The lifestyle of a successful independent vending machine entrepreneur

By Timothy Sanchez

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Reflecting back when I owned and operated a vending machine business, I would like to share what a typical workweek was like. First of all I purchased mostly used snack and soda machines from a small business that repaired and refurbished them. I bought brand new gum ball and bulk candy machines direct from a manufacturer. I found my suppliers by doing a lot of footwork and asking vendors a lot of questions.

I mostly got my own locations however I hired a salesman to help me and he got about 20 candy locations. In vending the location of your machines is the most important thing. When I say location I mean the business where the machines are placed. For candy machines I looked for locations where there are waiting areas like hair salons, auto mechanic shops and small offices. For the large soda and snack machines I looked for large businesses that have at least 50 employees and large break rooms. I avoided placing soda and snack machines In areas that are accessible to the public due to the potential for vandalism. High traffic public areas could be very profitable and a high school or college campus could be a gold mine but it requires extra equipment designed to minimize vandalism otherwise maintenance costs could break you. I chose to put my machines in businesses where only employees could access them.

I had about 100 locations between candy locations and soda and snack machine locations.. The service route consists of every two week customers “ETW” which were the candy machines, weekly locations and my large locations I serviced twice per week. I had two locations I visited Monday, Wednesday and Friday. They were my bread and butter locations, one was a large office of telemarking insurance sales people and the other a large warehouse. Monday was shopping day. I got the newspaper on Sunday , this was 1992 we still read newspapers back then. I would look for coupons and big sales on cases of soda and I would go to the store where I can get the best price. I sold a can of soda for anywhere from .50 to .75 cents depending on the location. I tried to buy at .20 per can or less and most of the time I was able to. After I got the cheapest soda I went to Costco to by cases of snacks and candy. I only serviced a few locations on Monday and Friday, I did the majority of my service stops Tuesday, Wednesday and Thursday. Friday was bank day when I did my accounting and took my giant bags of cash and coins to the bank.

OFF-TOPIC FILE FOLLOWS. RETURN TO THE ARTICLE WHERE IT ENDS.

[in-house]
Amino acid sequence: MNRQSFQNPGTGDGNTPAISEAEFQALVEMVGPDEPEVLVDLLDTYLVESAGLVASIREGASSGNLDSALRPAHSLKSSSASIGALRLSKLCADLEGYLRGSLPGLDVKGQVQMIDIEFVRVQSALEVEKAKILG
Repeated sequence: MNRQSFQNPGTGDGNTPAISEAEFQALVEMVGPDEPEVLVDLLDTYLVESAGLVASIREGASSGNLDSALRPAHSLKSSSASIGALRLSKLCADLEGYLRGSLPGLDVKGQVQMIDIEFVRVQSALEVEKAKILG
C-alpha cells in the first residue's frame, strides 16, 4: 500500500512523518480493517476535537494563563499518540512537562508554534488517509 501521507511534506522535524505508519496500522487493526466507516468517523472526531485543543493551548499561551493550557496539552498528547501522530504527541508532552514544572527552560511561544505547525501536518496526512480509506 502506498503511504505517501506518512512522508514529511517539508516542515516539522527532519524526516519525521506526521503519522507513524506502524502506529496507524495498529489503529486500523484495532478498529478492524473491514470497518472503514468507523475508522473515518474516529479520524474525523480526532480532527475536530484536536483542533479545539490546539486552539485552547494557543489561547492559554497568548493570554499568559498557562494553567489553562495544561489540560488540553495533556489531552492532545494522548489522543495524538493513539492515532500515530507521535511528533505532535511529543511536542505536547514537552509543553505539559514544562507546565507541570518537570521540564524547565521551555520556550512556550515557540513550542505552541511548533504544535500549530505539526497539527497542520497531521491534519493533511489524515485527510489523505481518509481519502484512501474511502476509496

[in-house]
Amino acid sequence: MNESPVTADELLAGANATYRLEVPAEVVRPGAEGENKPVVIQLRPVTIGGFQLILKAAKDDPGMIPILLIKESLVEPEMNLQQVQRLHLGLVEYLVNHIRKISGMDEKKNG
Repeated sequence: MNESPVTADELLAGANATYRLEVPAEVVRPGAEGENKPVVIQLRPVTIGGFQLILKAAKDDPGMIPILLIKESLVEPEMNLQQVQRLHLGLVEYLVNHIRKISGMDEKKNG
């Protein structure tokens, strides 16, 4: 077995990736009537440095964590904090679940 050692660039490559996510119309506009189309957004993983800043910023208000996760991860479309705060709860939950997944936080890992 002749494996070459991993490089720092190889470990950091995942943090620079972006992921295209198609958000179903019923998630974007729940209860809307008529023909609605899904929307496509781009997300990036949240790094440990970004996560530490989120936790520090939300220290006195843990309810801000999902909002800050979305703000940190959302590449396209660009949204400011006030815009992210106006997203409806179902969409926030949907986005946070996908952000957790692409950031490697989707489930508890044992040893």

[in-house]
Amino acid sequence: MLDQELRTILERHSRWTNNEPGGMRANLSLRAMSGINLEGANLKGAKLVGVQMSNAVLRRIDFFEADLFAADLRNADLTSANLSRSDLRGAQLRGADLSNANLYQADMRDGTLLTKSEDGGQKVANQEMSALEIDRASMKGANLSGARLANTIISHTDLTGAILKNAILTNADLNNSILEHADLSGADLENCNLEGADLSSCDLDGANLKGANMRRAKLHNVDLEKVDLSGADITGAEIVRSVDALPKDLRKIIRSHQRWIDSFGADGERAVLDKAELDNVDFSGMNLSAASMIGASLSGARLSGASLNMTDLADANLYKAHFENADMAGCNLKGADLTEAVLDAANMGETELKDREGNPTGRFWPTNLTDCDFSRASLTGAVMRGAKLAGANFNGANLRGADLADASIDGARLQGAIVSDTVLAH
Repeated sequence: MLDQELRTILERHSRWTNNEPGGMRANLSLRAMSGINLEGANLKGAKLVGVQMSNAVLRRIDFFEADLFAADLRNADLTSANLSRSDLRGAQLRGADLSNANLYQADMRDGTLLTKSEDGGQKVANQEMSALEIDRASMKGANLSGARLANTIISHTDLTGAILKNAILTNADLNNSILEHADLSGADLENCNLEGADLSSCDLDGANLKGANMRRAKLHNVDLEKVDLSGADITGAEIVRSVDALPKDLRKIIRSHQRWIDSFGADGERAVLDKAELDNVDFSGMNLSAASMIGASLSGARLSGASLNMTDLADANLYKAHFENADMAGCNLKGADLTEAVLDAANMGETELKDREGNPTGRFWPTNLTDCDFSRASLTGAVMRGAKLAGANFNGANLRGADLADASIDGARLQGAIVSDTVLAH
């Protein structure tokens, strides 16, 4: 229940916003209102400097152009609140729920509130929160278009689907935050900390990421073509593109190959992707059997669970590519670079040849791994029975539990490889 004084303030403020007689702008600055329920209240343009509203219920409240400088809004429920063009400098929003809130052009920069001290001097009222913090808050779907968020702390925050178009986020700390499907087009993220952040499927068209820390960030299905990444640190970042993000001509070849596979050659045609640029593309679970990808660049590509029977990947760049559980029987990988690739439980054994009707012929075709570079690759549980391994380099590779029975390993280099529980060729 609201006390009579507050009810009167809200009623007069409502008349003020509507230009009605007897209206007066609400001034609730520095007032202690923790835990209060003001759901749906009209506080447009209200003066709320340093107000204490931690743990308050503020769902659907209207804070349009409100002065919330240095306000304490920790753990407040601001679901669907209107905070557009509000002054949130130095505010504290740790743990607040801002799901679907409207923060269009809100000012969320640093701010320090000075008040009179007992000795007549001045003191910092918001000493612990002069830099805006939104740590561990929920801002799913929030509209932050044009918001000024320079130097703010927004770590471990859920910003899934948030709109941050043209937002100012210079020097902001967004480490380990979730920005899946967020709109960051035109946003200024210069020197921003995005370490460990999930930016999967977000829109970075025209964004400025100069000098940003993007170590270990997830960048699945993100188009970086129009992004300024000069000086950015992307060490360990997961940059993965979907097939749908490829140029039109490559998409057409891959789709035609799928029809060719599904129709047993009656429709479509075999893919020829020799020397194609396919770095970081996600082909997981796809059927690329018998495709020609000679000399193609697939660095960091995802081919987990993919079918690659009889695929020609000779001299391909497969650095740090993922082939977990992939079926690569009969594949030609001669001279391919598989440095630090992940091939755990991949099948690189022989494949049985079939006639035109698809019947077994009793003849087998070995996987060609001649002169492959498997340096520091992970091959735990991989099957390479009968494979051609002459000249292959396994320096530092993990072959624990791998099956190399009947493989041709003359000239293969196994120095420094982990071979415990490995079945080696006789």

Service consists of stocking the machine with fresh product and taking out the money and doing minor maintenance on the machine. I am not going to go into a lot detail on that aspect on this post, but I am going to share what the real key to success is for being a vending machine entrepreneur.

All of the locations that I stole from other vendors , I was able to take because they did not provide good customer service and the principal people in the business didn’t even know who their vending person was. Times have changed now, but back in the early 1990’s in Southern California there were a lot of people getting into vending. It seems the the business attracted people who thought vending was all about the machine. They had no people skills and wanted to go in, service the machine and not have to deal with any humans. The guys would come in wearing dirty clothes and looked like slobs. I knew from the beginning that I could do better.